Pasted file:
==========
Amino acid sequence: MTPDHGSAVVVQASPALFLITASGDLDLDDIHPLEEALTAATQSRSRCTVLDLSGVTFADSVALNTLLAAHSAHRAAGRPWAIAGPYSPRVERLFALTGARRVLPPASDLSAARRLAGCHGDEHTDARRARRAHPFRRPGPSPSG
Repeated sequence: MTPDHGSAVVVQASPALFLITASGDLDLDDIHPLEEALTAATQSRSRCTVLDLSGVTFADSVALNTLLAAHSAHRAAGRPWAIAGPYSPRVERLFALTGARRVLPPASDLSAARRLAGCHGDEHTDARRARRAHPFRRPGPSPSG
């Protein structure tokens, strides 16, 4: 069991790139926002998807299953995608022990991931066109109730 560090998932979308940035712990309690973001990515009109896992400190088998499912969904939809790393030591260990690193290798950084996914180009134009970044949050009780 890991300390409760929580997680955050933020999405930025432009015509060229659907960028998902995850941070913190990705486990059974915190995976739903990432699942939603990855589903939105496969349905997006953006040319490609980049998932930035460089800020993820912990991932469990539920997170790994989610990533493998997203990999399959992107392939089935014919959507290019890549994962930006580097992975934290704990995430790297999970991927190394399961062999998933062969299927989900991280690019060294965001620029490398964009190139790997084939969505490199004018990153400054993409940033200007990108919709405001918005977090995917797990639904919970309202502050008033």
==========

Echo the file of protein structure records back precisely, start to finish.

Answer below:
Amino acid sequence: MTPDHGSAVVVQASPALFLITASGDLDLDDIHPLEEALTAATQSRSRCTVLDLSGVTFADSVALNTLLAAHSAHRAAGRPWAIAGPYSPRVERLFALTGARRVLPPASDLSAARRLAGCHGDEHTDARRARRAHPFRRPGPSPSG
Repeated sequence: MTPDHGSAVVVQASPALFLITASGDLDLDDIHPLEEALTAATQSRSRCTVLDLSGVTFADSVALNTLLAAHSAHRAAGRPWAIAGPYSPRVERLFALTGARRVLPPASDLSAARRLAGCHGDEHTDARRARRAHPFRRPGPSPSG
């Protein structure tokens, strides 16, 4: 069991790139926002998807299953995608022990991931066109109730 560090998932979308940035712990309690973001990515009109896992400190088998499912969904939809790393030591260990690193290798950084996914180009134009970044949050009780 890991300390409760929580997680955050933020999405930025432009015509060229659907960028998902995850941070913190990705486990059974915190995976739903990432699942939603990855589903939105496969349905997006953006040319490609980049998932930035460089800020993820912990991932469990539920997170790994989610990533493998997203990999399959992107392939089935014919959507290019890549994962930006580097992975934290704990995430790297999970991927190394399961062999998933062969299927989900991280690019060294965001620029490398964009190139790997084939969505490199004018990153400054993409940033200007990108919709405001918005977090995917797990639904919970309202502050008033």